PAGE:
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Getting the Inside Out: Waste Retrieval Approach Shows Promise

Low-water, high-pressure retrieval device vacuums up hardened Hanford tank waste

January 2018
Getting the Inside Out: Waste Retrieval Approach Shows Promise

When an improved mechanical arm loosened and sucked up a semi-hardened material similar to Hanford tank waste, it passed the initial testing phase with flying colors. Such tests are essential for converting actual waste to a glass-like form for ultimate disposal.

Pacific Northwest National Laboratory engineers, working with Washington River Protection Solutions, recently demonstrated a new tank waste retrieval method that met all performance goals in the first stage of testing.

The highly radioactive waste in 177 underground Hanford tanks has been an unwelcome “guest” since World War II, especially when some tanks started leaking years ago. While some single-shell tanks have been emptied, engineers have struggled with how to get the remaining, partially solidified waste out of the remaining tanks. This waste must be retrieved and pumped into double-shell tanks before it can be transformed into a stable, glasslike substance for final disposal.

Closer to Closure

Workers removed the easy-to-pump, liquid waste from the single-shell tanks years ago. But the waste that remain in some tanks has thickened into layers with the consistency of mud, wet clay, and even brick. Not only is it difficult to access the underground tanks through small openings, but the radioactive and chemical waste formulation limits the types of equipment that can be used.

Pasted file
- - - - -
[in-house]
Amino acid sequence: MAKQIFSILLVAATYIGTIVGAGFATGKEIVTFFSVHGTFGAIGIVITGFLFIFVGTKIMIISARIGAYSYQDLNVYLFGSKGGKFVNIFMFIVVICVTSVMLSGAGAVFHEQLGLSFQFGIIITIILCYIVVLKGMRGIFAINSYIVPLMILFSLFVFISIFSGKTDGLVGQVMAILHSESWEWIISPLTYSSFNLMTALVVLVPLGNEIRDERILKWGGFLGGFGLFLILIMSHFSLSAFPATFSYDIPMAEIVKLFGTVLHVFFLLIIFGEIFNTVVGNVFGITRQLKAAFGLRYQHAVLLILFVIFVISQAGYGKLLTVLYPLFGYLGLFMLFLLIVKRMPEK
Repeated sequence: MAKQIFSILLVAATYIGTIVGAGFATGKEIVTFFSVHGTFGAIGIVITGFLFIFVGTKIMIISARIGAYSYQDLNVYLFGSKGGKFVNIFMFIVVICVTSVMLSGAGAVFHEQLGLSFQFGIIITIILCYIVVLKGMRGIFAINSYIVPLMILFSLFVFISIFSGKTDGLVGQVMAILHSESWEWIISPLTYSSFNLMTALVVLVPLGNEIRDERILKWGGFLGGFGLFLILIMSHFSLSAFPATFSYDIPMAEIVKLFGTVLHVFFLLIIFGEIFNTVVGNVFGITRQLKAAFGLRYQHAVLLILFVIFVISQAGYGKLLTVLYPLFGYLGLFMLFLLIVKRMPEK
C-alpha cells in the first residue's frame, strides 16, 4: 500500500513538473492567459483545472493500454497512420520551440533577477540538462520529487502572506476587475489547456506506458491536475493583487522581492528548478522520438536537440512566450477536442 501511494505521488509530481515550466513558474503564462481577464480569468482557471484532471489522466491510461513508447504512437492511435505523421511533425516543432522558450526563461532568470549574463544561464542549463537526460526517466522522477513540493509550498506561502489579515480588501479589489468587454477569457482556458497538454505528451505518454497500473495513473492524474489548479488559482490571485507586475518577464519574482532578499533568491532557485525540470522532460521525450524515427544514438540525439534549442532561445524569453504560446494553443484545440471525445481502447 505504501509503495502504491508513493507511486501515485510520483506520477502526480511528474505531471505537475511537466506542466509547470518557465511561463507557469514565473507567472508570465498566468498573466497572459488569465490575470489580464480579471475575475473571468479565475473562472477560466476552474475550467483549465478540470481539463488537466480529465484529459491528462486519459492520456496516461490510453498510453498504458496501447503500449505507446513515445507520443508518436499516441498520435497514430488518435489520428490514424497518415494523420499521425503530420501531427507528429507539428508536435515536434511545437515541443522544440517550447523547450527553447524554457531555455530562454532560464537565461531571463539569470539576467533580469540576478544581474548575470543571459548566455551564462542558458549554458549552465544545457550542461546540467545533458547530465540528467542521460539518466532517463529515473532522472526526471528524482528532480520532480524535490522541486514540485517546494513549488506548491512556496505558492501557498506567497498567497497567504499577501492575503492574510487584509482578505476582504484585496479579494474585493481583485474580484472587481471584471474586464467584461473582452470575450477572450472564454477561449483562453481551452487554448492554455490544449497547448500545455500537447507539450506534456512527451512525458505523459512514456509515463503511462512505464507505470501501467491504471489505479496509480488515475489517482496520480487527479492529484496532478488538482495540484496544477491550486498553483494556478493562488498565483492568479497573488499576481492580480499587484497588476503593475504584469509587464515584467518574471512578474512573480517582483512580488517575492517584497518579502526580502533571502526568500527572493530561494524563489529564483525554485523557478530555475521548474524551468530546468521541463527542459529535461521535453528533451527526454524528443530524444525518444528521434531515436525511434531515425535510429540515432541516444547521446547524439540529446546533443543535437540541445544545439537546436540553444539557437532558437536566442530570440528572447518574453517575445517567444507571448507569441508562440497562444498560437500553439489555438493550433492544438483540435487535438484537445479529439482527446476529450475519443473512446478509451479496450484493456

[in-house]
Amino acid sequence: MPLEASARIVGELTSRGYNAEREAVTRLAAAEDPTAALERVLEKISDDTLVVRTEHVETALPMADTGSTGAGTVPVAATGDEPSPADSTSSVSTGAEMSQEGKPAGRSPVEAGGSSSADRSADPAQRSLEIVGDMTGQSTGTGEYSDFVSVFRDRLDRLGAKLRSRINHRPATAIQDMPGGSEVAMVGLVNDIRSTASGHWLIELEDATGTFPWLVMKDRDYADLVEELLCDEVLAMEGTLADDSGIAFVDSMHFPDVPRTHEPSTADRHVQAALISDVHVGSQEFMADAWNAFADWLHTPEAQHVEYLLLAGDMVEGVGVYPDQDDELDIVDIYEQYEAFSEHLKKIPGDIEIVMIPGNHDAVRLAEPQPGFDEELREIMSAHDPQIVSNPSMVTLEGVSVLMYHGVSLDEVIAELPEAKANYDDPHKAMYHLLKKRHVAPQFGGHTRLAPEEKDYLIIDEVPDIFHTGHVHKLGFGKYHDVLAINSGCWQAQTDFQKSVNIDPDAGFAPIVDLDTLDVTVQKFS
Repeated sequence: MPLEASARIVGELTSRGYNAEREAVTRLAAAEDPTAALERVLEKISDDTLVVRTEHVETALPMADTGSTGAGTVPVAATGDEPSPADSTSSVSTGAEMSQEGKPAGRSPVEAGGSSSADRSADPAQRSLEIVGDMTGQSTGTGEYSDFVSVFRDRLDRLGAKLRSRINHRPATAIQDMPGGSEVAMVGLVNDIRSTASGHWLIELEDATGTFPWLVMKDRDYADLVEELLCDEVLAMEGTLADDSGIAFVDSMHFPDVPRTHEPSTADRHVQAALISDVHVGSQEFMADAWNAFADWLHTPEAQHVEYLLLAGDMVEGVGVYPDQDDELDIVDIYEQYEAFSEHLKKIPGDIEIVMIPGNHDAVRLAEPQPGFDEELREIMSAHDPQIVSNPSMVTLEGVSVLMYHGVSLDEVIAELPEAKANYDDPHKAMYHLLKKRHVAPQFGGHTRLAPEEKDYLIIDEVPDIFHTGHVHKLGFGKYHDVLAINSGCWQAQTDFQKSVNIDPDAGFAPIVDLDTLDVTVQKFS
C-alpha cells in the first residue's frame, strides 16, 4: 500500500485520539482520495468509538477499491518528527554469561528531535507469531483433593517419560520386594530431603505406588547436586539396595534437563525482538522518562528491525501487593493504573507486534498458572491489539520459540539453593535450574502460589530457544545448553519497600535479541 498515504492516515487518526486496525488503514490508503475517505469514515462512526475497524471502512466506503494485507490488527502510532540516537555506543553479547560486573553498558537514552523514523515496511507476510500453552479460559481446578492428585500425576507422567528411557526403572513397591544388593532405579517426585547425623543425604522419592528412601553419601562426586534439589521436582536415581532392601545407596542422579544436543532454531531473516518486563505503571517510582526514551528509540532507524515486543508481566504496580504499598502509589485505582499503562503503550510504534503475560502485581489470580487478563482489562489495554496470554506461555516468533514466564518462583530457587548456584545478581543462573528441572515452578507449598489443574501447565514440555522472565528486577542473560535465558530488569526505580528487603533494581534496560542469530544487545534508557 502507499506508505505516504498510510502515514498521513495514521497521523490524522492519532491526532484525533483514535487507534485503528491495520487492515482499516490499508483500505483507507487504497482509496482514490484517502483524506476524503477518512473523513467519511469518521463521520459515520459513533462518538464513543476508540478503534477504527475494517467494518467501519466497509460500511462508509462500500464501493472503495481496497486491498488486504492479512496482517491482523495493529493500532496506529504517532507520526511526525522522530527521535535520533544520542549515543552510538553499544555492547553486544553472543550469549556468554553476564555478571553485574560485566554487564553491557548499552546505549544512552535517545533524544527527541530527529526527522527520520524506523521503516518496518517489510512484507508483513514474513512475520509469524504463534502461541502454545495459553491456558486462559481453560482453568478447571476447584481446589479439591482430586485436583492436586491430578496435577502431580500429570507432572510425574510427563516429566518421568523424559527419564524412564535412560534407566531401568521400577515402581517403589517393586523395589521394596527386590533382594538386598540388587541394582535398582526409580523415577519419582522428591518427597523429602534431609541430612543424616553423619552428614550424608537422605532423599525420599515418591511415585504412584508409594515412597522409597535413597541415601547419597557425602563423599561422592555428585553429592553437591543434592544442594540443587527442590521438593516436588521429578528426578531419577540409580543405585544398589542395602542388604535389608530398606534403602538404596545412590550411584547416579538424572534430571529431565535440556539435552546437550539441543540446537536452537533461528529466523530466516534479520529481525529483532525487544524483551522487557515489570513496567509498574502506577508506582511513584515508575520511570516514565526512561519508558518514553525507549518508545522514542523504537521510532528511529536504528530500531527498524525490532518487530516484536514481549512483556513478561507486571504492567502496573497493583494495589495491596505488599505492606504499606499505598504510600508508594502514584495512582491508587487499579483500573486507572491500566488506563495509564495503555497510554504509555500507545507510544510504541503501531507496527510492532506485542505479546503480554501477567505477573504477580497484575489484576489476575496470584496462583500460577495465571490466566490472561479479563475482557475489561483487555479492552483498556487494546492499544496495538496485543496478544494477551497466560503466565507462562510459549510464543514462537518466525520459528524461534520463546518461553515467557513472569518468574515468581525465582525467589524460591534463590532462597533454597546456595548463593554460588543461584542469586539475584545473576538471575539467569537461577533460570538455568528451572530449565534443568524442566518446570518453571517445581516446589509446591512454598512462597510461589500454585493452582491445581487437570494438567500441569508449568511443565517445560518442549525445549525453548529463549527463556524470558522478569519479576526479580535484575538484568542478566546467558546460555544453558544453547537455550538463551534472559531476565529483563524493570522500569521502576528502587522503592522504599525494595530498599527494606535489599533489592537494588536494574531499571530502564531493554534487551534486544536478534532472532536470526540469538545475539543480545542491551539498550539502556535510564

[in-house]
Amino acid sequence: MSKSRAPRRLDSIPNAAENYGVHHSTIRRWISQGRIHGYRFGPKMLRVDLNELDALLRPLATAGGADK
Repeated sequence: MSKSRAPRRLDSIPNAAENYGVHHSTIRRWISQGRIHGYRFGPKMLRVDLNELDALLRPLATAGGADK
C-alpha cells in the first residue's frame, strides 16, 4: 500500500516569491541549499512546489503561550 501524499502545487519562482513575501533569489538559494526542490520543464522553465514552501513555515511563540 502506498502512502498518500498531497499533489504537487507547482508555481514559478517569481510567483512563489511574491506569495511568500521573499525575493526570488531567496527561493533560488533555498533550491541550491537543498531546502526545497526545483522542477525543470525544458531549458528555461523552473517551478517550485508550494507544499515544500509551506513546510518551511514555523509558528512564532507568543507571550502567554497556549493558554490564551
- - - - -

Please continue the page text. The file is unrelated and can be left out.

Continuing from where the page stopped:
In the test, the team used an improved, remotely controlled dislodging tool to shoot water into simulated waste to break up the material and vacuum up the resulting slurry. The tool is based on a design originally developed at PNNL, then adapted by Oak Ridge National Laboratory to remove radioactive sludge in underground tanks at its Tennessee site.

Subsequent enhancements included a port to clean debris from the screen and a surrounding “skirt” to better confine the water during retrieval. The improved device uses less water than other methods previous tested. That’s important because it reduces the amount of additional radioactive water that must be treated and disposed after the waste is retrieved.

For the test, the retrieval tool was mounted on a robotic gantry system above 8-inch-deep troughs of simulated waste. The system moved back and forth across the trough at 2 to 5 inches per second, blasting the “waste” with high-pressure water streams of up to 10,000 pounds per square inch.

PNNL engineers documented the retrieval rate, water/mass balance, reaction forces, and the spray’s effect on visibility. They achieved every goal set for the test. In the coming months, the team will optimize the water-handling performance and then work on lifting the retrieved “waste” into a separate tank. These kinds of tests, and many others, will continue to resolve important technical and engineering issues before all waste can be disposed permanently in the coming years.

PNNL led the test under contract to Washington River Protection Solutions, the DOE contractor responsible for Hanford tank operation. DOE’s Office of Environmental Management funded the work.

Read the report.

PNNL Research Team: Eric Berglin, Jason Mount, Beric Wells, Brian Hatchell, Carolyn Burns, and Sharon Bailey.

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